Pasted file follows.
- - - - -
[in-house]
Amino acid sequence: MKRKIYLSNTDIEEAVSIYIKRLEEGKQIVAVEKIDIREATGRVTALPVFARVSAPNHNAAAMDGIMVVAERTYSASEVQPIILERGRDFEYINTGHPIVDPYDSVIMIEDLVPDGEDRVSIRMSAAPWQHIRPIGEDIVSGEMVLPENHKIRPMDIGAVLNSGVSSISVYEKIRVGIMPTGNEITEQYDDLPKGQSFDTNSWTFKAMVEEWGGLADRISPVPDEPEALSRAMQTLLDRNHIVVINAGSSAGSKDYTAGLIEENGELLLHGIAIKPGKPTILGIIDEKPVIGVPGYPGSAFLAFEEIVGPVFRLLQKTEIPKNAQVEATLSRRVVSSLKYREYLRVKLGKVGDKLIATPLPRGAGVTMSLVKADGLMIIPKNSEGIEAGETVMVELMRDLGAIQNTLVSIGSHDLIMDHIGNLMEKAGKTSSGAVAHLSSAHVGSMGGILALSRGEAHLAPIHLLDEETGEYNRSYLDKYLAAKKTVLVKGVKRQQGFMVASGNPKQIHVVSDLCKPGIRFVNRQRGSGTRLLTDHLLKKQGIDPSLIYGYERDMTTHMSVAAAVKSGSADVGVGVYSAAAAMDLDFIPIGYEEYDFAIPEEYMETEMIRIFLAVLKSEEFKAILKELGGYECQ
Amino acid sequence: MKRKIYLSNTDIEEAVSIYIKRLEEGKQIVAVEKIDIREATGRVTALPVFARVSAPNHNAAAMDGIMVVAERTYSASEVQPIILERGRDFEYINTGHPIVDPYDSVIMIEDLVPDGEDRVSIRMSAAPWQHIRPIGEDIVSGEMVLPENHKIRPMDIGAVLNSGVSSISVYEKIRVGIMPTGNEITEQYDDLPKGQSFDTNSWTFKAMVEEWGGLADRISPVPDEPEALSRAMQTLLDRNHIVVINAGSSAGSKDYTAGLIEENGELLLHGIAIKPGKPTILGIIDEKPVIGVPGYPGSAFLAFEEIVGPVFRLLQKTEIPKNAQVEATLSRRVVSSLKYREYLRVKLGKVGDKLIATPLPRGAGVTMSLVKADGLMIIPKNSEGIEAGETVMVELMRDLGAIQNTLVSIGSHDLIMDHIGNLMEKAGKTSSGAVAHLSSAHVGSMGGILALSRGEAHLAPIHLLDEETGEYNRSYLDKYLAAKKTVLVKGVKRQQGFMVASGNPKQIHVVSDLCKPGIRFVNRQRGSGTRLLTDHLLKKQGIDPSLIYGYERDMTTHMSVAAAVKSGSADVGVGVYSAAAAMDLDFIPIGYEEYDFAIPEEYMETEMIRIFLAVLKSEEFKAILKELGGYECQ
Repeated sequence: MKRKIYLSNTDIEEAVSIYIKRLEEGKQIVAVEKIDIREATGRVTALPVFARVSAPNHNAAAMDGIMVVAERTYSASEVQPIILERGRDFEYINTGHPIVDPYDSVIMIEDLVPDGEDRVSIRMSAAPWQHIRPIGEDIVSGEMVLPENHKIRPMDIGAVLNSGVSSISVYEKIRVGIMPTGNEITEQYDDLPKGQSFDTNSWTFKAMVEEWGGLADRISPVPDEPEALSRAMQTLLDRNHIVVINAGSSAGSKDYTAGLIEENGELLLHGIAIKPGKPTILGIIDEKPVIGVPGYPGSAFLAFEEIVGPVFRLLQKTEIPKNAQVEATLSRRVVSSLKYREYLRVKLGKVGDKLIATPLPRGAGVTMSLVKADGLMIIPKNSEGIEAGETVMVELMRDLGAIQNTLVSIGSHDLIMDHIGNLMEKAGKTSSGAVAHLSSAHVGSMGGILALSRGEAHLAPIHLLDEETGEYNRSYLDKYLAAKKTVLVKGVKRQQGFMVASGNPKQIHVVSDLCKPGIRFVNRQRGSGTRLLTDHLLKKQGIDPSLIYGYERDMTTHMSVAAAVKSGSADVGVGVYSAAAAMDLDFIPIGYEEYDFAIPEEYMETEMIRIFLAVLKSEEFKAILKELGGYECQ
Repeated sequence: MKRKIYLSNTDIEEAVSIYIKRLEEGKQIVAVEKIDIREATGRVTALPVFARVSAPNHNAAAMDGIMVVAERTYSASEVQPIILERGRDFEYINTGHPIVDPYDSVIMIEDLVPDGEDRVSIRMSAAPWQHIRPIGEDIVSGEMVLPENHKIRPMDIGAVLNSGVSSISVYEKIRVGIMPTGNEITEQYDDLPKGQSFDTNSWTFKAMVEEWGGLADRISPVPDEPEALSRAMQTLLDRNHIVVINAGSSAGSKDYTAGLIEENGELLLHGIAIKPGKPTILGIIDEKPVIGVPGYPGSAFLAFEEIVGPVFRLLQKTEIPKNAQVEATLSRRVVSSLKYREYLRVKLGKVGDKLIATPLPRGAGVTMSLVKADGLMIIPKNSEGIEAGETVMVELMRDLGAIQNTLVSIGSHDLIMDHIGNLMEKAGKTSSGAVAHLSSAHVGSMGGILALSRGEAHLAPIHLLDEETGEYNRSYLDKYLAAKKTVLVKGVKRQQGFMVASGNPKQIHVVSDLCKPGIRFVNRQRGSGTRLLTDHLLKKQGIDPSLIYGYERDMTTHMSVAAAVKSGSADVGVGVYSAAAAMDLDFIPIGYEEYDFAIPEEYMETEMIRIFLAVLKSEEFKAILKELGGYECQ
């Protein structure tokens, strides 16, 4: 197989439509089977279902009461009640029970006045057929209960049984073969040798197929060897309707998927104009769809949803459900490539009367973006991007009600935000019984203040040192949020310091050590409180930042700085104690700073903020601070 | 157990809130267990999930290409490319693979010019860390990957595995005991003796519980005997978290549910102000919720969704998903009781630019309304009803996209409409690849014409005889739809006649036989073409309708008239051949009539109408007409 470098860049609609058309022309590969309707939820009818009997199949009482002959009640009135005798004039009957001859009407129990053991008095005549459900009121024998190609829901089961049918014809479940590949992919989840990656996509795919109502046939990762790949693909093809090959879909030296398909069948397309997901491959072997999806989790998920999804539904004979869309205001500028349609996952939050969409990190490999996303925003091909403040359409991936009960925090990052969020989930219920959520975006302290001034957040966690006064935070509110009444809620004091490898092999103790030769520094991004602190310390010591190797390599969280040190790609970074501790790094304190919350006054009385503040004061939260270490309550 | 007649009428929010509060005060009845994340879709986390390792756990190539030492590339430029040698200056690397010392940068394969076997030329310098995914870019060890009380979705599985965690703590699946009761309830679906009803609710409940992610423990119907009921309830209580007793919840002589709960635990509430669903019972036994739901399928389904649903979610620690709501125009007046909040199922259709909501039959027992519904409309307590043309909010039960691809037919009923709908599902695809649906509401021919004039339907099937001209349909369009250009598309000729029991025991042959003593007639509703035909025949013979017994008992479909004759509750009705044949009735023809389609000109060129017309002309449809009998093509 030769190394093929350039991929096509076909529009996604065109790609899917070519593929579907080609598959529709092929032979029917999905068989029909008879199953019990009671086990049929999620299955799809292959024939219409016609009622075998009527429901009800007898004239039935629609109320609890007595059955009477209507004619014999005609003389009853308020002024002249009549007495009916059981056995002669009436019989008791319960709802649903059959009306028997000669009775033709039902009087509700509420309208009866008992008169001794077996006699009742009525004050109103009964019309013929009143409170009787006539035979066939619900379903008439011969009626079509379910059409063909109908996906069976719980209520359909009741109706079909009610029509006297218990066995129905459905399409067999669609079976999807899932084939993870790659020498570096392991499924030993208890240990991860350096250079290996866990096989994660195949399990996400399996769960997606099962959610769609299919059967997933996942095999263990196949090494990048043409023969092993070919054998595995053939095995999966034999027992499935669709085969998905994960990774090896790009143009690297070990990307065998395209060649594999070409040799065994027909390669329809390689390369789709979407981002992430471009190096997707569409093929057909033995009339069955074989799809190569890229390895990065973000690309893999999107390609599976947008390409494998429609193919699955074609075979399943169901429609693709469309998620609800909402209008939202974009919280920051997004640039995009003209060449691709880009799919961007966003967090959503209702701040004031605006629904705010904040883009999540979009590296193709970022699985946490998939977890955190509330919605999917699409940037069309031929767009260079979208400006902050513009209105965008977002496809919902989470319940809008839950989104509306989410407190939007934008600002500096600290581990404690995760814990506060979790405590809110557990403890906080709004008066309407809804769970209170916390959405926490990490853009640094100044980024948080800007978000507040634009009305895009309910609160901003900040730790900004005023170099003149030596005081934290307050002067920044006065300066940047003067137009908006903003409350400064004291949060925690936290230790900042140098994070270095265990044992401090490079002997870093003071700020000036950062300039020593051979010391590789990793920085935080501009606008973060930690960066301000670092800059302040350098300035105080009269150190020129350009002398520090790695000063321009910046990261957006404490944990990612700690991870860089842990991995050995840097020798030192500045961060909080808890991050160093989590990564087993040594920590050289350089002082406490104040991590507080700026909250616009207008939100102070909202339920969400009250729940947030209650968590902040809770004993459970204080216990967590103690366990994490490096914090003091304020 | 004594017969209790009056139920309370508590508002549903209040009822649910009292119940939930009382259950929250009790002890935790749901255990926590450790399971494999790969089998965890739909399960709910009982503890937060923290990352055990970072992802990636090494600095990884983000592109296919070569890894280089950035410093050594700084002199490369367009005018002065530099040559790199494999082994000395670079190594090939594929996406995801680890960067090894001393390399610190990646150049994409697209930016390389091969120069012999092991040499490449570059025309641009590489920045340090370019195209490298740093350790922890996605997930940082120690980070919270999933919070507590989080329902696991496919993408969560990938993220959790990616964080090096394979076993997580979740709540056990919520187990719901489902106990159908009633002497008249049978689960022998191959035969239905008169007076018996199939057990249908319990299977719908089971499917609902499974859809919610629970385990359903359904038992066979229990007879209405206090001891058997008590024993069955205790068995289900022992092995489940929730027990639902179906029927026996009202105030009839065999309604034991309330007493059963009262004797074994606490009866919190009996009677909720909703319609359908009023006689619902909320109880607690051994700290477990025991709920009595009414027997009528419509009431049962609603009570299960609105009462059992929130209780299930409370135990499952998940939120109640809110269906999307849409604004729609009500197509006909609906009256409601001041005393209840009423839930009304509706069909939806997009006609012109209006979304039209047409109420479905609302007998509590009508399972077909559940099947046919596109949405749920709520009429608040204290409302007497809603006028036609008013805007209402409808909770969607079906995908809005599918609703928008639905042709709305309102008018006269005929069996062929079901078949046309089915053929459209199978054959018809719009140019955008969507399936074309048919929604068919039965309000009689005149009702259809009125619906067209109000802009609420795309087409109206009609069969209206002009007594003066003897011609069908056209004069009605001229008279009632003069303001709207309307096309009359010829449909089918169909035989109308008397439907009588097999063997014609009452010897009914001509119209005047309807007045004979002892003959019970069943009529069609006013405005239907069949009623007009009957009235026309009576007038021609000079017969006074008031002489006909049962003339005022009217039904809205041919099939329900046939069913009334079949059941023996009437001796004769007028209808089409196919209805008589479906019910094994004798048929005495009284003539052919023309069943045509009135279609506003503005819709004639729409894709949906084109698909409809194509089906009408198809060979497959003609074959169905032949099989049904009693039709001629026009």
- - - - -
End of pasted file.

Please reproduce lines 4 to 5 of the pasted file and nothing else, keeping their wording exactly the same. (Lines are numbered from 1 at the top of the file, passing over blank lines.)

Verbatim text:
Repeated sequence: MKRKIYLSNTDIEEAVSIYIKRLEEGKQIVAVEKIDIREATGRVTALPVFARVSAPNHNAAAMDGIMVVAERTYSASEVQPIILERGRDFEYINTGHPIVDPYDSVIMIEDLVPDGEDRVSIRMSAAPWQHIRPIGEDIVSGEMVLPENHKIRPMDIGAVLNSGVSSISVYEKIRVGIMPTGNEITEQYDDLPKGQSFDTNSWTFKAMVEEWGGLADRISPVPDEPEALSRAMQTLLDRNHIVVINAGSSAGSKDYTAGLIEENGELLLHGIAIKPGKPTILGIIDEKPVIGVPGYPGSAFLAFEEIVGPVFRLLQKTEIPKNAQVEATLSRRVVSSLKYREYLRVKLGKVGDKLIATPLPRGAGVTMSLVKADGLMIIPKNSEGIEAGETVMVELMRDLGAIQNTLVSIGSHDLIMDHIGNLMEKAGKTSSGAVAHLSSAHVGSMGGILALSRGEAHLAPIHLLDEETGEYNRSYLDKYLAAKKTVLVKGVKRQQGFMVASGNPKQIHVVSDLCKPGIRFVNRQRGSGTRLLTDHLLKKQGIDPSLIYGYERDMTTHMSVAAAVKSGSADVGVGVYSAAAAMDLDFIPIGYEEYDFAIPEEYMETEMIRIFLAVLKSEEFKAILKELGGYECQ
Repeated sequence: MKRKIYLSNTDIEEAVSIYIKRLEEGKQIVAVEKIDIREATGRVTALPVFARVSAPNHNAAAMDGIMVVAERTYSASEVQPIILERGRDFEYINTGHPIVDPYDSVIMIEDLVPDGEDRVSIRMSAAPWQHIRPIGEDIVSGEMVLPENHKIRPMDIGAVLNSGVSSISVYEKIRVGIMPTGNEITEQYDDLPKGQSFDTNSWTFKAMVEEWGGLADRISPVPDEPEALSRAMQTLLDRNHIVVINAGSSAGSKDYTAGLIEENGELLLHGIAIKPGKPTILGIIDEKPVIGVPGYPGSAFLAFEEIVGPVFRLLQKTEIPKNAQVEATLSRRVVSSLKYREYLRVKLGKVGDKLIATPLPRGAGVTMSLVKADGLMIIPKNSEGIEAGETVMVELMRDLGAIQNTLVSIGSHDLIMDHIGNLMEKAGKTSSGAVAHLSSAHVGSMGGILALSRGEAHLAPIHLLDEETGEYNRSYLDKYLAAKKTVLVKGVKRQQGFMVASGNPKQIHVVSDLCKPGIRFVNRQRGSGTRLLTDHLLKKQGIDPSLIYGYERDMTTHMSVAAAVKSGSADVGVGVYSAAAAMDLDFIPIGYEEYDFAIPEEYMETEMIRIFLAVLKSEEFKAILKELGGYECQ